33 Prof Cynthia Tenaglia Tyger ! Tyger ! Burning bright In the forests of the night, What immortal hand or eye Could frame thy fearful symmetry? In what distant deeps or skies Burnt the fire of thine eyes? On what wings dare he aspire? What the hand dare seize the fire? And what shoulder, and what art, Could twist the sinews of thy heart? And when thy heart began to beat, What dread hand? And what dread feet? How does the poet address the tyger ?

34 Prof Cynthia Tenaglia Tyger ! Tyger ! Burning bright In the forests of the night, What immortal hand or eye Could frame thy fearful symmetry ? How is the tyger like? violence shining Symbol of experience, suffering and violence

35 Prof Cynthia Tenaglia Tyger ! Tyger ! Burning bright In the forests of the night, What immortal hand or eye Could frame thy fearful symmetry ? How is the tyger like? The light of genius overcoming ignorance

36 Prof Cynthia Tenaglia What about the setting? In what distant deeps or skies Burnt the fire of thine eyes? On what wings dare he aspire? What the hand dare seize the fire? The poet emphasizes the distance between man and God A link with the first stanza A metaphor of strenght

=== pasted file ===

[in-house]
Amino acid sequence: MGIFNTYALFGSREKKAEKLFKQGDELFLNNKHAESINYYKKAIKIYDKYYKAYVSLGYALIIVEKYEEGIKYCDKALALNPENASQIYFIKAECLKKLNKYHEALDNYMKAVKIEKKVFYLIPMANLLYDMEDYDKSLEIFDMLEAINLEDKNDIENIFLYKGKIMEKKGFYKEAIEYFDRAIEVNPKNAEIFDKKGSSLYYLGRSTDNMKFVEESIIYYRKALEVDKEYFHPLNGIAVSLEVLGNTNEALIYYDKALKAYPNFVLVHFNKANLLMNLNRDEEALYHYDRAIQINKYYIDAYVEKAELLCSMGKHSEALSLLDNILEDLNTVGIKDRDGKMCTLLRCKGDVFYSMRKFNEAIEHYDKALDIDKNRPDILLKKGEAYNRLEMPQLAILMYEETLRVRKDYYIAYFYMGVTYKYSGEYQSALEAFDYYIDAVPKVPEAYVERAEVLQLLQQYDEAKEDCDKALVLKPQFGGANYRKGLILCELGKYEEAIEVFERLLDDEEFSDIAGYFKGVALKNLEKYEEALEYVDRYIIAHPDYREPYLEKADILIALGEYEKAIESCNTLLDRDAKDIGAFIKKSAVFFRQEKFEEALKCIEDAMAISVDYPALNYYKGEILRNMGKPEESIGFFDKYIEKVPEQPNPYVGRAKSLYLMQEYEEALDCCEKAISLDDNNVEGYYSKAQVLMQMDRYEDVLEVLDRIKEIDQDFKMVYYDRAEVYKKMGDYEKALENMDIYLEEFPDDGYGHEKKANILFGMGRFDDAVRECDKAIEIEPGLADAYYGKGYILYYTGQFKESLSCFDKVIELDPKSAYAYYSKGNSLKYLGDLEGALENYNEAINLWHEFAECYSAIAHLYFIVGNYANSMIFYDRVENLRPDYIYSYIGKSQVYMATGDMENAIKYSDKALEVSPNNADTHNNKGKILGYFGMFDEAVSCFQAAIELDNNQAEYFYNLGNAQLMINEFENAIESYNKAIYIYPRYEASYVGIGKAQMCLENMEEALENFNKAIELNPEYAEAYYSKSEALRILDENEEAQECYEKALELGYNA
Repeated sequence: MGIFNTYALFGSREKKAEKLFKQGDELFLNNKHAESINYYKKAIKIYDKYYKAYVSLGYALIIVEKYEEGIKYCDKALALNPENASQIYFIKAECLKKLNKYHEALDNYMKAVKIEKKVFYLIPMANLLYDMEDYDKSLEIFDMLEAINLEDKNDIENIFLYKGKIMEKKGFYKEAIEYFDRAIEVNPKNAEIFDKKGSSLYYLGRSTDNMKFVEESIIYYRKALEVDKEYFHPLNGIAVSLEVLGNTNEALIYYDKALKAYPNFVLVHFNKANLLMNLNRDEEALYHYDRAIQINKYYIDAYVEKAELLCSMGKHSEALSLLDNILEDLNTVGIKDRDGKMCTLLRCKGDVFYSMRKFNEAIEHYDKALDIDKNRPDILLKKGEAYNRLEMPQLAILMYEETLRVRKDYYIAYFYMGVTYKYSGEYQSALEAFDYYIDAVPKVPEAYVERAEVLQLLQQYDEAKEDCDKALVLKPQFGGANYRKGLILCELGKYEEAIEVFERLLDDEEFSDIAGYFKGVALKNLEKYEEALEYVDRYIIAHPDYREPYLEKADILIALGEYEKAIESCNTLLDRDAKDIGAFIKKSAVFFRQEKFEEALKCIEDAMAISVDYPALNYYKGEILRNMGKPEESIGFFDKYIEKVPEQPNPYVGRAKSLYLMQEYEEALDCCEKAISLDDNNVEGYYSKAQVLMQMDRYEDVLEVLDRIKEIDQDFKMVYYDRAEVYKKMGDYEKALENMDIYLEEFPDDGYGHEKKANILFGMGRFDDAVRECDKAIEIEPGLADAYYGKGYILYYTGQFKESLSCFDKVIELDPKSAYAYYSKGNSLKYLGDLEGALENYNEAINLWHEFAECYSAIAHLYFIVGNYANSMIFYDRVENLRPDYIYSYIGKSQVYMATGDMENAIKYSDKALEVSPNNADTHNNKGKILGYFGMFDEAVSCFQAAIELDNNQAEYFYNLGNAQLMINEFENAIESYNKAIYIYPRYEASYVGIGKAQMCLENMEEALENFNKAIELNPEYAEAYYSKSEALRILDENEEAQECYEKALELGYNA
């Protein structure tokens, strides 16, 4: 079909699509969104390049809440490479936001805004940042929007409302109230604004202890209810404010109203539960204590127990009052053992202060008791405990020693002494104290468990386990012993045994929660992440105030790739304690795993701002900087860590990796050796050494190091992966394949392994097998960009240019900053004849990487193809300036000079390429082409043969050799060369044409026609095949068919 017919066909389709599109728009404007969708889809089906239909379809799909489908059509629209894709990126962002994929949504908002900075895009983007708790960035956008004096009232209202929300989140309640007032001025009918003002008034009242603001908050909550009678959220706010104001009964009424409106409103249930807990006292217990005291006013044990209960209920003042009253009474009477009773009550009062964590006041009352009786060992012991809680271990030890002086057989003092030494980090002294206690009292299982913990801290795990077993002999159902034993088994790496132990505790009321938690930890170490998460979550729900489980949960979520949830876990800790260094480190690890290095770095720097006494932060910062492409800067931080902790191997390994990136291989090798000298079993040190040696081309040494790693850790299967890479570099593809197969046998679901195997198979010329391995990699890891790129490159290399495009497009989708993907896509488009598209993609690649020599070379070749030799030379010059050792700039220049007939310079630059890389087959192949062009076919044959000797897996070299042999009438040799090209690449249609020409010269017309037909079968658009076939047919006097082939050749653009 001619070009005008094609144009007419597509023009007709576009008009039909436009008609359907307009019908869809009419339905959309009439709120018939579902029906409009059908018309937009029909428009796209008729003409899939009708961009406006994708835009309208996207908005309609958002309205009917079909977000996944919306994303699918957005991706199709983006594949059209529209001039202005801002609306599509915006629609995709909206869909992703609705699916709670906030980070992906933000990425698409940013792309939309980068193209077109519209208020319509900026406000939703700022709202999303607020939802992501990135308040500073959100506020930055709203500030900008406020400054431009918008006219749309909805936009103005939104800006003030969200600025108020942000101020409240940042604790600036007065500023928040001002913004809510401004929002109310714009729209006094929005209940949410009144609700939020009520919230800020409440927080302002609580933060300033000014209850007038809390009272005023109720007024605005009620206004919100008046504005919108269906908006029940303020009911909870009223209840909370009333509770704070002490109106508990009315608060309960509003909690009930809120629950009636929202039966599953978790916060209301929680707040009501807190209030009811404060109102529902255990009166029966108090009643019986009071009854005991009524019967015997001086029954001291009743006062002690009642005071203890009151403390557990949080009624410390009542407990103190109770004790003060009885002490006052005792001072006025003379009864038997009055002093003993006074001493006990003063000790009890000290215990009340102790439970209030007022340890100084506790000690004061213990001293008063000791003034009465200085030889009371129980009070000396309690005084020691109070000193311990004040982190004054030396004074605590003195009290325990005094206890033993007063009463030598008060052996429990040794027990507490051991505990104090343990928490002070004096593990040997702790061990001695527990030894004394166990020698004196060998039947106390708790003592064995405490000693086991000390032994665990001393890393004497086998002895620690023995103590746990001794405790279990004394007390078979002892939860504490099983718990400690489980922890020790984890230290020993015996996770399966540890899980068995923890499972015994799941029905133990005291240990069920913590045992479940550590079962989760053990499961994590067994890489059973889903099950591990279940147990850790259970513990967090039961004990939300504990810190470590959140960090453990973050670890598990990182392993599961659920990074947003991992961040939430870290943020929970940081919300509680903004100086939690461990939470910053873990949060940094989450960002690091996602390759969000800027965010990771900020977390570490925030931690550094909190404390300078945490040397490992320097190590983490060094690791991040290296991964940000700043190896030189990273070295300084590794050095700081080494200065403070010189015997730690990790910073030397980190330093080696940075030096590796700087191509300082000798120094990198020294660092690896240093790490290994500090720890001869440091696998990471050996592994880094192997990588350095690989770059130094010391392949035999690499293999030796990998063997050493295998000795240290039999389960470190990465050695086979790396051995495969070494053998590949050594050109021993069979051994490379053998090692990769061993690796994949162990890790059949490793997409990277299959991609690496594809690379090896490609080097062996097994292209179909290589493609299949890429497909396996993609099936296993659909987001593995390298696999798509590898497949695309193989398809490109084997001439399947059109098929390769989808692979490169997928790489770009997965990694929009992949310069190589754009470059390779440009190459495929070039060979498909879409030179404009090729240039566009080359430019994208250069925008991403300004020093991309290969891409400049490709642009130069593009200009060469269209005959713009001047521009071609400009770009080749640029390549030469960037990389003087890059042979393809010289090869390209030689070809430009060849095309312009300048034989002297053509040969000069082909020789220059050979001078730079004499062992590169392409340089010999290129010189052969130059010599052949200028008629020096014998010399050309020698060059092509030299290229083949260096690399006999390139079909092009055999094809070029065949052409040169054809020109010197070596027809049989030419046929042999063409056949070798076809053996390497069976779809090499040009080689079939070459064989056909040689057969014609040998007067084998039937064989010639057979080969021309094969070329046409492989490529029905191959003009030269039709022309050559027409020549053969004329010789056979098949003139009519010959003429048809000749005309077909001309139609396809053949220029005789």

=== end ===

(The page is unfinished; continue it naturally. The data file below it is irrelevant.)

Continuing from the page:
37 Prof Cynthia Tenaglia In what distant deeps or skies Burnt the fire of thine eyes? On what wings dare he aspire? What the hand dare seize the fire? Metaphor of the Creator’s / artist’s capacity to rise above the material world The myth of Icarus

38 Prof Cynthia Tenaglia We should be terrified by the tyger and by God, but at the same time we feel admiration for their strenght And what shoulder, and what art, Could twist the sinews of thy heart? And when thy heart began to beat, What dread hand? And what dread feet? What the hammer? What the chain? In what furnace was thy brain? What the anvil? What dread grasp Dare its deadly terrors grasp?

39 Prof Cynthia Tenaglia